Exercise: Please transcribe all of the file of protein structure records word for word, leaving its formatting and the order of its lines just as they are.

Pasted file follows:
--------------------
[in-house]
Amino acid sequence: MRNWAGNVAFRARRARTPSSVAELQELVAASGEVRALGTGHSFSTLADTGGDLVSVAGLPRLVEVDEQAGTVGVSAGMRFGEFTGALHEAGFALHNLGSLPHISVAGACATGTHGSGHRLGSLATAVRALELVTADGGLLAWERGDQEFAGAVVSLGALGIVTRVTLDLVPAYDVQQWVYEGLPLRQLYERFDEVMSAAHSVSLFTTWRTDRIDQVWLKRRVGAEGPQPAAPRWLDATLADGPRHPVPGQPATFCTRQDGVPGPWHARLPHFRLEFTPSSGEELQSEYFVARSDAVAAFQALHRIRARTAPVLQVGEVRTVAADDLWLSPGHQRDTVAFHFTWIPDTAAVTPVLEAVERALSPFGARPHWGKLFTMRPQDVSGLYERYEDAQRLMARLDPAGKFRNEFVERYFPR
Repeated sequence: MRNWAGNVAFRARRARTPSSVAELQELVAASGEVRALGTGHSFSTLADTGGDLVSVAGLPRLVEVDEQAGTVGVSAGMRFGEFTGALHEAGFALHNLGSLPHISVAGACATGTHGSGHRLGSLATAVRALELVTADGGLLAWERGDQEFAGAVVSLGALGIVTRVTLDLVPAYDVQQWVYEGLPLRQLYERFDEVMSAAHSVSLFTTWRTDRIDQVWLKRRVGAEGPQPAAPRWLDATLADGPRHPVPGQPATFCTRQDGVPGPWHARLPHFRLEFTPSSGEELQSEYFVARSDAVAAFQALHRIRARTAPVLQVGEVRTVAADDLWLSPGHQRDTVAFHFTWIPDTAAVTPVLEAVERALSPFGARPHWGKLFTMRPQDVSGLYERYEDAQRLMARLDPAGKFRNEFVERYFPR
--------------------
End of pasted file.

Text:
[in-house]
Amino acid sequence: MRNWAGNVAFRARRARTPSSVAELQELVAASGEVRALGTGHSFSTLADTGGDLVSVAGLPRLVEVDEQAGTVGVSAGMRFGEFTGALHEAGFALHNLGSLPHISVAGACATGTHGSGHRLGSLATAVRALELVTADGGLLAWERGDQEFAGAVVSLGALGIVTRVTLDLVPAYDVQQWVYEGLPLRQLYERFDEVMSAAHSVSLFTTWRTDRIDQVWLKRRVGAEGPQPAAPRWLDATLADGPRHPVPGQPATFCTRQDGVPGPWHARLPHFRLEFTPSSGEELQSEYFVARSDAVAAFQALHRIRARTAPVLQVGEVRTVAADDLWLSPGHQRDTVAFHFTWIPDTAAVTPVLEAVERALSPFGARPHWGKLFTMRPQDVSGLYERYEDAQRLMARLDPAGKFRNEFVERYFPR
Repeated sequence: MRNWAGNVAFRARRARTPSSVAELQELVAASGEVRALGTGHSFSTLADTGGDLVSVAGLPRLVEVDEQAGTVGVSAGMRFGEFTGALHEAGFALHNLGSLPHISVAGACATGTHGSGHRLGSLATAVRALELVTADGGLLAWERGDQEFAGAVVSLGALGIVTRVTLDLVPAYDVQQWVYEGLPLRQLYERFDEVMSAAHSVSLFTTWRTDRIDQVWLKRRVGAEGPQPAAPRWLDATLADGPRHPVPGQPATFCTRQDGVPGPWHARLPHFRLEFTPSSGEELQSEYFVARSDAVAAFQALHRIRARTAPVLQVGEVRTVAADDLWLSPGHQRDTVAFHFTWIPDTAAVTPVLEAVERALSPFGARPHWGKLFTMRPQDVSGLYERYEDAQRLMARLDPAGKFRNEFVERYFPR